|Survivors Chad Henne and Tony Sparano both spent lots of offseason time on the Miami hotseat. (Getty Images)|
DAVIE, Fla. -- The Miami Dolphins offense the past couple of years has been boring, predictable, safe, outdated and, quite frankly, smelled worse than washed-up fish on Miami Beach.
So as you evaluate the Dolphins heading into the 2011 season, don't focus so much on what they've added but rather what they've lost: offensive coordinator Dan Henning.
Henning and his reputation for being a run-centric, tight-formation offense retired as offensive coordinator, leaving behind the wrath of the fans and the carnage that was the Dolphins offense. Brian Daboll, who comes over from the Cleveland Browns, replaces Henning. At least he comes with imagination.
"I think we will take a lot more chances down the field," quarterback Chad Henne said. "The opportunities for big plays will be there."
The Dolphins finished the 2010 season ranked 30th in scoring, averaging just over 17 points per game. The passing game was a short one, with leading receivers Brandon Marshall (11.8 per catch) and Davone Bess (10.4) rarely getting down the field. Miami had four pass plays of 40 yards or more, which was among the worst in the league. For comparison sake, the Chargers led the league with 14.
That led to catcalls that Henne was "Check-down Chad." Critics said he wouldn't take the needed chances, preferring instead to play it safe. But when you're asked to throw on third-and-long all the time, or asked to make plays with just two receivers in the route in maximum-protection mode, how can a quarterback succeed?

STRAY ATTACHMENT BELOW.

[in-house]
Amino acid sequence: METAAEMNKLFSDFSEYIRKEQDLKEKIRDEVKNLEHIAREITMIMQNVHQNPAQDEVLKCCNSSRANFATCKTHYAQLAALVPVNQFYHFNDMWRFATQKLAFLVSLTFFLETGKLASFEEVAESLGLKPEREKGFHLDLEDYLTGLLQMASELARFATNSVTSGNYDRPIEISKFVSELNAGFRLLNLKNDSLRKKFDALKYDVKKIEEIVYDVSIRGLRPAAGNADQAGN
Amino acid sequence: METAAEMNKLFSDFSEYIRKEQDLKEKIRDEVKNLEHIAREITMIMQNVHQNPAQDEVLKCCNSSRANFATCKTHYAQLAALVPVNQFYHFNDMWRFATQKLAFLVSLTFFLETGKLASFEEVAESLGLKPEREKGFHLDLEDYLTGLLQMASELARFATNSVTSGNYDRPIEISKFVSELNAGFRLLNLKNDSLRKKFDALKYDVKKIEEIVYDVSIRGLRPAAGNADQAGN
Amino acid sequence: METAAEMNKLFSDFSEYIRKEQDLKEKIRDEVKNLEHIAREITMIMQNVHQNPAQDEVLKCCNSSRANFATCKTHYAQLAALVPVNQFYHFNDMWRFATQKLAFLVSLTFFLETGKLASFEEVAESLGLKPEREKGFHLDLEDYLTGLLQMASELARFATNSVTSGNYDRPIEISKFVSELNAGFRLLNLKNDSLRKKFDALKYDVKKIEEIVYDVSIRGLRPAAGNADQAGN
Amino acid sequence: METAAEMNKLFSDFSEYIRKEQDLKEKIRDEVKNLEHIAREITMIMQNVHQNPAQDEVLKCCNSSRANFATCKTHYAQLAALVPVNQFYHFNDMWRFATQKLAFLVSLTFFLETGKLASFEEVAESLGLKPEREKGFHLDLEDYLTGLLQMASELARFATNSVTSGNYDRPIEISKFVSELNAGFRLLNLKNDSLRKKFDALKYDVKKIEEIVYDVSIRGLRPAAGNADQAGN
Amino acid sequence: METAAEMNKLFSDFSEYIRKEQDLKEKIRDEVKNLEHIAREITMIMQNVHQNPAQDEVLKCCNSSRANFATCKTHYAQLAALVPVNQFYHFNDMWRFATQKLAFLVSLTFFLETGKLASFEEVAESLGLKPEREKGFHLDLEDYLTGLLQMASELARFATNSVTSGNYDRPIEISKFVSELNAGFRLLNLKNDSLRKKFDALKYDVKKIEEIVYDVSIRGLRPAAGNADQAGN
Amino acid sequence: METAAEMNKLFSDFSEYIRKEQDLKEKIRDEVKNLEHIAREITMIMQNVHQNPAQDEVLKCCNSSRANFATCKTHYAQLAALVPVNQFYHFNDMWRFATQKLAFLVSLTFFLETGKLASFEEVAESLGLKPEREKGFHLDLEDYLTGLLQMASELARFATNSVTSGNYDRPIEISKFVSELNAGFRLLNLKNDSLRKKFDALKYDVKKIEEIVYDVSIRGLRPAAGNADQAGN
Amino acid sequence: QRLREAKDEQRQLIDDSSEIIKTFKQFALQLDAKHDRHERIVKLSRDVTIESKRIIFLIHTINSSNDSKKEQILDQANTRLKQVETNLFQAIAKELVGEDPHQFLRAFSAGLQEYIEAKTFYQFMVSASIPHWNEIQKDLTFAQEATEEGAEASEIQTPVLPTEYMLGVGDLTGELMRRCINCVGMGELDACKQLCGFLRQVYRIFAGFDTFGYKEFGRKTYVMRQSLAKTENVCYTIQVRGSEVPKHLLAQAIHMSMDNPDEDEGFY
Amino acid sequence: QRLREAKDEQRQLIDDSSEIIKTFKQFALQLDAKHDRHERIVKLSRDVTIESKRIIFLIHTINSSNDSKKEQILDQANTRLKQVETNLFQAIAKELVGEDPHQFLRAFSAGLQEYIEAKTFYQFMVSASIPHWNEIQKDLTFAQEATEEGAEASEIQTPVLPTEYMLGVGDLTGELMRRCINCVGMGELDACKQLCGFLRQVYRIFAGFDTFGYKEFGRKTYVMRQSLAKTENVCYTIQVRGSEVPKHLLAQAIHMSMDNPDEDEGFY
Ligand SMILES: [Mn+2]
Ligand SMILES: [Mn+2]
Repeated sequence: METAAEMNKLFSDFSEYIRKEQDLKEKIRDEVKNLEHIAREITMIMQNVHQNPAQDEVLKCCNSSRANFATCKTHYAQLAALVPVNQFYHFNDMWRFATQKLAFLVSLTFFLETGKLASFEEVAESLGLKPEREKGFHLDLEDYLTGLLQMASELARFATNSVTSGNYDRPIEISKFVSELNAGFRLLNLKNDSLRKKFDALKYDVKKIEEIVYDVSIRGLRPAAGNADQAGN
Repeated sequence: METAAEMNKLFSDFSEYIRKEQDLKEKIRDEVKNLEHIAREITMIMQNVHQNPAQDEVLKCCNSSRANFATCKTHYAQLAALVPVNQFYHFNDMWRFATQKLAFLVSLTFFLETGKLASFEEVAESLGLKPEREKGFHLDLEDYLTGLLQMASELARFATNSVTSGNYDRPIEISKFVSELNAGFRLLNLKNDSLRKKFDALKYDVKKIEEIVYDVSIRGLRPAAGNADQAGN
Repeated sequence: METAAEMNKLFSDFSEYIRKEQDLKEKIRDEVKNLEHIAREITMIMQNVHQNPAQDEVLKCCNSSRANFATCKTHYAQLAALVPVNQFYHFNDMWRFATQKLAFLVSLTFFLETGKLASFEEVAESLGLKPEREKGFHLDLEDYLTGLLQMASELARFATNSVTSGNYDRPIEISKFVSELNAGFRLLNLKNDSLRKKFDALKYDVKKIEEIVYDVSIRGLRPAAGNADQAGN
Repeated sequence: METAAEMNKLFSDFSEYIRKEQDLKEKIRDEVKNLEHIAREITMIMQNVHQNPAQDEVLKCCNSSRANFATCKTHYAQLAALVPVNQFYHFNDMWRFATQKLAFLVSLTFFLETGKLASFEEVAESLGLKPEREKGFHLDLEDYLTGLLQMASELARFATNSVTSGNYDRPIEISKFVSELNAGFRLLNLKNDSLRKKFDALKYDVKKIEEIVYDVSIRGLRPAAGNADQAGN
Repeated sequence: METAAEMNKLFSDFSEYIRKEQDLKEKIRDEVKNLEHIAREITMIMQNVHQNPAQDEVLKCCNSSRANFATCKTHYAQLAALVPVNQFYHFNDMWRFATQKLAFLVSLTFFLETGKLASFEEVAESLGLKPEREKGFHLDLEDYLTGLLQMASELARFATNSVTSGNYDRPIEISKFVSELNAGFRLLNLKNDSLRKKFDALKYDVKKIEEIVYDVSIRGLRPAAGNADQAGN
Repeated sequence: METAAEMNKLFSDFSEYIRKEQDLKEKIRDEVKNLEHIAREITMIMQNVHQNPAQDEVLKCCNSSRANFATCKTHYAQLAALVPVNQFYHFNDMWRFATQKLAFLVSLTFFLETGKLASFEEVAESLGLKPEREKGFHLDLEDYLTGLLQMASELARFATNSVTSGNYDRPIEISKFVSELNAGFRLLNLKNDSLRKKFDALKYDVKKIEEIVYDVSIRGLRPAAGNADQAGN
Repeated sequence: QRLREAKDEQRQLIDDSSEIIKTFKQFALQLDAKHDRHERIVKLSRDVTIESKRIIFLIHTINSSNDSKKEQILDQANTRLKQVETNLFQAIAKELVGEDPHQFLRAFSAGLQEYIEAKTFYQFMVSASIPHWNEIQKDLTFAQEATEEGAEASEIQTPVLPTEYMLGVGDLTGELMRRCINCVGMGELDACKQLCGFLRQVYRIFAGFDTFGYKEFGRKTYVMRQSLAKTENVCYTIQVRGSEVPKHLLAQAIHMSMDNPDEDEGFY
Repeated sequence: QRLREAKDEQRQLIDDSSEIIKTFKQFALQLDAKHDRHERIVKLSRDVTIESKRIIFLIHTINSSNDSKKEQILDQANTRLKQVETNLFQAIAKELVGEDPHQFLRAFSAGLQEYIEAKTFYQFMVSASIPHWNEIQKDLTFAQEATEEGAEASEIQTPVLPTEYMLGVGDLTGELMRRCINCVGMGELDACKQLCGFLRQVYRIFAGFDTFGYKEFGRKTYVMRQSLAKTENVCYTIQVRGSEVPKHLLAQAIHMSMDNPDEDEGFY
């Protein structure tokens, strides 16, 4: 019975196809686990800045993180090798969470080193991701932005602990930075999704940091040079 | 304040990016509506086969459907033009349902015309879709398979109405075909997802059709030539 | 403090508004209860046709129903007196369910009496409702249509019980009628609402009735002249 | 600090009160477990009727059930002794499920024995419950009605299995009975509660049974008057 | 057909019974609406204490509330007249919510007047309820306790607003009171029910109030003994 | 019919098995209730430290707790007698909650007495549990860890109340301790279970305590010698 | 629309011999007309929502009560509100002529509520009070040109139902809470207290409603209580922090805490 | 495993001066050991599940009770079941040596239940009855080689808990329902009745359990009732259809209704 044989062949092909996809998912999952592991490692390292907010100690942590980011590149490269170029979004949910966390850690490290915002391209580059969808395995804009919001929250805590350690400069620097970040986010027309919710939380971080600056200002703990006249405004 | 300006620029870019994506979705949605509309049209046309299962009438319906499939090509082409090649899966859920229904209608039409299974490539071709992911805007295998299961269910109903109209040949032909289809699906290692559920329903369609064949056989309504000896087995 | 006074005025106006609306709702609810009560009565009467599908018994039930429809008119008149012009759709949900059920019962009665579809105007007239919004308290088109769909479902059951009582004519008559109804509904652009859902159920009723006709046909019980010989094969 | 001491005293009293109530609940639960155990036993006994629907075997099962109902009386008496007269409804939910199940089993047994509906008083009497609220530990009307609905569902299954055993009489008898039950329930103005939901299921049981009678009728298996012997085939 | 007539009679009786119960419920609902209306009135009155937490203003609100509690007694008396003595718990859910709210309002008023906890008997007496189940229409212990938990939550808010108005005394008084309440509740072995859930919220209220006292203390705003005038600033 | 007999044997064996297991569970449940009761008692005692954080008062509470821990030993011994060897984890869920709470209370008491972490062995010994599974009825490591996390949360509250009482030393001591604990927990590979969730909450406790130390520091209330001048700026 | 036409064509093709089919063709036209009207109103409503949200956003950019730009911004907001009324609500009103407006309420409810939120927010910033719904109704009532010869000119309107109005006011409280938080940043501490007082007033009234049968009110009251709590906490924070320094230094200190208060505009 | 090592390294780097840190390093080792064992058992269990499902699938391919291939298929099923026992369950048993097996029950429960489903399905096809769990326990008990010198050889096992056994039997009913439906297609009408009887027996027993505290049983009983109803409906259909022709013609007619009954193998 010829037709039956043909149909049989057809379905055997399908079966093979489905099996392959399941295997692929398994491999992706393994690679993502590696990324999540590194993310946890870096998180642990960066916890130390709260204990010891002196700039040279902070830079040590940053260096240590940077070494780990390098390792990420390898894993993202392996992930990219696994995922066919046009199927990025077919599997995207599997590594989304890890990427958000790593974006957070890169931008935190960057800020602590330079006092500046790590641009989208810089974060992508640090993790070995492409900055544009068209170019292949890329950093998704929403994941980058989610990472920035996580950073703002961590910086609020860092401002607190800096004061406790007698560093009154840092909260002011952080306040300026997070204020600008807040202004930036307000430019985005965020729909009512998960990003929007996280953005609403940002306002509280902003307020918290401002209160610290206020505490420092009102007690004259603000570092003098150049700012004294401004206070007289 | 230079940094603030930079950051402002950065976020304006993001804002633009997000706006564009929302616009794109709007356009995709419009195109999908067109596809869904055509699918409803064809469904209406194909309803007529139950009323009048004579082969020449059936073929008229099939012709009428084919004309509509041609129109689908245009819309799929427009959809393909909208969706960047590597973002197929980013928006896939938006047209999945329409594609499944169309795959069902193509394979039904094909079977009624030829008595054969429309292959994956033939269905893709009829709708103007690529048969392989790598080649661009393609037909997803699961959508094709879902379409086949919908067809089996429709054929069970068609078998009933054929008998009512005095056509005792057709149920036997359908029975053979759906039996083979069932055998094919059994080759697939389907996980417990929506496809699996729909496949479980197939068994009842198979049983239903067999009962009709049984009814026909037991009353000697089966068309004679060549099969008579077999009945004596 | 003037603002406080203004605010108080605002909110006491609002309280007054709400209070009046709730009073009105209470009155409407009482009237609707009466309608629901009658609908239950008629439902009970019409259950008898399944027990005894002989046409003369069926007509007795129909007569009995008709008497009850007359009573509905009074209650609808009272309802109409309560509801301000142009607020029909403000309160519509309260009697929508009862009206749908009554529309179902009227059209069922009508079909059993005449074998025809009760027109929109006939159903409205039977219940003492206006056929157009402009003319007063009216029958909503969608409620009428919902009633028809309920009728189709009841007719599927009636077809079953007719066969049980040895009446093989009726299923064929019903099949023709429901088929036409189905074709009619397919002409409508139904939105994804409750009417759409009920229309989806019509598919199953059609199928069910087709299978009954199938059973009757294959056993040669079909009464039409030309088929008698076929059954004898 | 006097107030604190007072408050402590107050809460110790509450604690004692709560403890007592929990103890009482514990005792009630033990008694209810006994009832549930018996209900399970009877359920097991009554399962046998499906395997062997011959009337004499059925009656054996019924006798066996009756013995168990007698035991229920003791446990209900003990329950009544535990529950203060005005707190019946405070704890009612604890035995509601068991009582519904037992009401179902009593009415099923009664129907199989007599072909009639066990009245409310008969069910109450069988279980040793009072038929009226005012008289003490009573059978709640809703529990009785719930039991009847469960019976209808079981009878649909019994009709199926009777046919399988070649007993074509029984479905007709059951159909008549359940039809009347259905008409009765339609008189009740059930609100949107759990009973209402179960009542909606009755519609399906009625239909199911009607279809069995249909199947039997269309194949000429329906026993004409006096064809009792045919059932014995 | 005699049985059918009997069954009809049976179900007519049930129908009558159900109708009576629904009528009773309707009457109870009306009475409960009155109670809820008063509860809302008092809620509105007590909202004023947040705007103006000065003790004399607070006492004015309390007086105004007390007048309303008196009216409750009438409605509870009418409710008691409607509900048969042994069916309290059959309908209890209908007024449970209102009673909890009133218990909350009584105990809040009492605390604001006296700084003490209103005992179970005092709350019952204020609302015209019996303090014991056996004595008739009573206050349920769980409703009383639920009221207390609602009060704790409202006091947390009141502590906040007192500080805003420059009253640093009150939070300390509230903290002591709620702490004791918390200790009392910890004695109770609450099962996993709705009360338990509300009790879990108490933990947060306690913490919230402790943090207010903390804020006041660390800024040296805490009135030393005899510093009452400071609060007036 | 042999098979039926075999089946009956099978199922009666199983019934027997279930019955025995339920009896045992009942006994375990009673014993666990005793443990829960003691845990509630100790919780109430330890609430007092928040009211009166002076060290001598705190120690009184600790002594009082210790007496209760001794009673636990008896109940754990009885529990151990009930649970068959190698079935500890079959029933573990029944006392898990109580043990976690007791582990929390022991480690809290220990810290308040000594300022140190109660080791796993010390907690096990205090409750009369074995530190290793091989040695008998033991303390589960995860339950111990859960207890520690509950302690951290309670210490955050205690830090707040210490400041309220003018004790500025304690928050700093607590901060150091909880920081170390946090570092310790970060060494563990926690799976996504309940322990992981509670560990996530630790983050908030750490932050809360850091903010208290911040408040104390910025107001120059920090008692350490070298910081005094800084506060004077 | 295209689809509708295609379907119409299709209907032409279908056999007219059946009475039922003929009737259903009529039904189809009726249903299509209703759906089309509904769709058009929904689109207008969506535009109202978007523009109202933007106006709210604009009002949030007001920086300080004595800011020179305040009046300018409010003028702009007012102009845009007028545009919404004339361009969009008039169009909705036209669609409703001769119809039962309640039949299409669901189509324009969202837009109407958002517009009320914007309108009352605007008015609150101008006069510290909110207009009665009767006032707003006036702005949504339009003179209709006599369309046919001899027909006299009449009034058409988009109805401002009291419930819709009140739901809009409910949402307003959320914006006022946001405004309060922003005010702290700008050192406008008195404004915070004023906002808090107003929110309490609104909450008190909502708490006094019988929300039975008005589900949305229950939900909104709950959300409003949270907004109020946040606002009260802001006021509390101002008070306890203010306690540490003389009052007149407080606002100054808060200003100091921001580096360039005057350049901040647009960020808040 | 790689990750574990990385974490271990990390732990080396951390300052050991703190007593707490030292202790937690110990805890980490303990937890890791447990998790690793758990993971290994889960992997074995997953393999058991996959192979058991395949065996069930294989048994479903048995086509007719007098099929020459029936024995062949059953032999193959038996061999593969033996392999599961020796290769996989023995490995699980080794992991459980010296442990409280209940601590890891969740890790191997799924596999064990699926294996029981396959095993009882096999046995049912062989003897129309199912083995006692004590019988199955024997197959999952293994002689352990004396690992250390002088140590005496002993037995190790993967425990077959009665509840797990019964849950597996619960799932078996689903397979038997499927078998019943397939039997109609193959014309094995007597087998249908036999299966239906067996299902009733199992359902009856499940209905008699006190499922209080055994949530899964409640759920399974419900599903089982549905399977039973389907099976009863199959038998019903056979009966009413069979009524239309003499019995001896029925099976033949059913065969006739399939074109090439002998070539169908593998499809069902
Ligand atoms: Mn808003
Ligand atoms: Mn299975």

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"I know what they're saying about me," Henne said. "But I can't worry about that. It's in the past now. We have a new system and we're excited about it."
The Dolphins flirted with replacing Henne, nearly making a deal for Denver's Kyle Orton, but in the end Henne was the one left running the show. It is his chance to prove that he can succeed, if he's given just a little freedom.
Daboll's offense in Cleveland didn't have great success, but he will take chances. The Browns were in four-receiver sets nearly twice as much as the Dolphins were last season.
"I think with Brian we're a little more open," Dolphins coach Tony Sparano said. "Brian's a little more open with his nature. And it's rubbing off at the quarterback position. The ball's traveling down the field. It's the most the ball has been down the field in practice since I've been here."
The name Dan Marino makes not seeing the ball down the field sickening for Dolphins fans. Since Marino walked away 12 years ago, the Dolphins have tried everything to amp up a passing game that hasn't come close to changing with the times.
They've hired new coaches, new coordinators and started a long list of quarterbacks, but it's been the trouble spot for this team much of the past 12 years. Since Marino retired after the 1999 season, the Dolphins have finished the season ranked in the top-10 in scoring just once, that coming in 2001. In Sparano's three seasons, the highest they've been ranked is 15th. It's been so bad they unveiled the dreaded Wildcat to help offset it.
Grind it out, play ball control and use the clock is as outdated a style of football as you can find. Yet the Dolphins held on to that under Henning, who did have success with that style in the 1980s. It was former team president Bill Parcells who urged Sparano to hire Henning. The link: Parcells and Henning are good friends who worked together on the same staff at Florida State in the 1970s.